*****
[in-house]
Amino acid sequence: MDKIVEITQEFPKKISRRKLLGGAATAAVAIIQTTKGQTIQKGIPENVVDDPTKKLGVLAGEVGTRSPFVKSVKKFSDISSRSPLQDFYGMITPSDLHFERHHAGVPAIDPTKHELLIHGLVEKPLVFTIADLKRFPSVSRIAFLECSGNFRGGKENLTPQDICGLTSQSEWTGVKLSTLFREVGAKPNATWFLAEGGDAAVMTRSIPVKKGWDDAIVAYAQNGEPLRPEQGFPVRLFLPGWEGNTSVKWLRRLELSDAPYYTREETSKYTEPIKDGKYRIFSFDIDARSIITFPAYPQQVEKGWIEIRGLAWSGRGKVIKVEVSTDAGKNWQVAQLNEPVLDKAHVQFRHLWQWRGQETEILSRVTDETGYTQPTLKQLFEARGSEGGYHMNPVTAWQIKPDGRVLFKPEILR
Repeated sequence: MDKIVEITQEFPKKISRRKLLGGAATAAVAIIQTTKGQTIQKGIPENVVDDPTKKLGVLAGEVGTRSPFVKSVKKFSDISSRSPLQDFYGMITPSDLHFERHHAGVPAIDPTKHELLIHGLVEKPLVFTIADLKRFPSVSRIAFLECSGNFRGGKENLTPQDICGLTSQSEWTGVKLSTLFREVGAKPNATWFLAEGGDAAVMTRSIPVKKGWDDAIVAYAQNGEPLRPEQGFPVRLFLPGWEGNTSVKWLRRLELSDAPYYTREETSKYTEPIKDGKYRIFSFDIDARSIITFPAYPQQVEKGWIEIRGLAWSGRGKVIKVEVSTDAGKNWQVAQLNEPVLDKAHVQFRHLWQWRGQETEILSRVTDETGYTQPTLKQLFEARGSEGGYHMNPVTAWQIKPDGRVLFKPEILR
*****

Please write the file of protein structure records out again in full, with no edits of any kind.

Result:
[in-house]
Amino acid sequence: MDKIVEITQEFPKKISRRKLLGGAATAAVAIIQTTKGQTIQKGIPENVVDDPTKKLGVLAGEVGTRSPFVKSVKKFSDISSRSPLQDFYGMITPSDLHFERHHAGVPAIDPTKHELLIHGLVEKPLVFTIADLKRFPSVSRIAFLECSGNFRGGKENLTPQDICGLTSQSEWTGVKLSTLFREVGAKPNATWFLAEGGDAAVMTRSIPVKKGWDDAIVAYAQNGEPLRPEQGFPVRLFLPGWEGNTSVKWLRRLELSDAPYYTREETSKYTEPIKDGKYRIFSFDIDARSIITFPAYPQQVEKGWIEIRGLAWSGRGKVIKVEVSTDAGKNWQVAQLNEPVLDKAHVQFRHLWQWRGQETEILSRVTDETGYTQPTLKQLFEARGSEGGYHMNPVTAWQIKPDGRVLFKPEILR
Repeated sequence: MDKIVEITQEFPKKISRRKLLGGAATAAVAIIQTTKGQTIQKGIPENVVDDPTKKLGVLAGEVGTRSPFVKSVKKFSDISSRSPLQDFYGMITPSDLHFERHHAGVPAIDPTKHELLIHGLVEKPLVFTIADLKRFPSVSRIAFLECSGNFRGGKENLTPQDICGLTSQSEWTGVKLSTLFREVGAKPNATWFLAEGGDAAVMTRSIPVKKGWDDAIVAYAQNGEPLRPEQGFPVRLFLPGWEGNTSVKWLRRLELSDAPYYTREETSKYTEPIKDGKYRIFSFDIDARSIITFPAYPQQVEKGWIEIRGLAWSGRGKVIKVEVSTDAGKNWQVAQLNEPVLDKAHVQFRHLWQWRGQETEILSRVTDETGYTQPTLKQLFEARGSEGGYHMNPVTAWQIKPDGRVLFKPEILR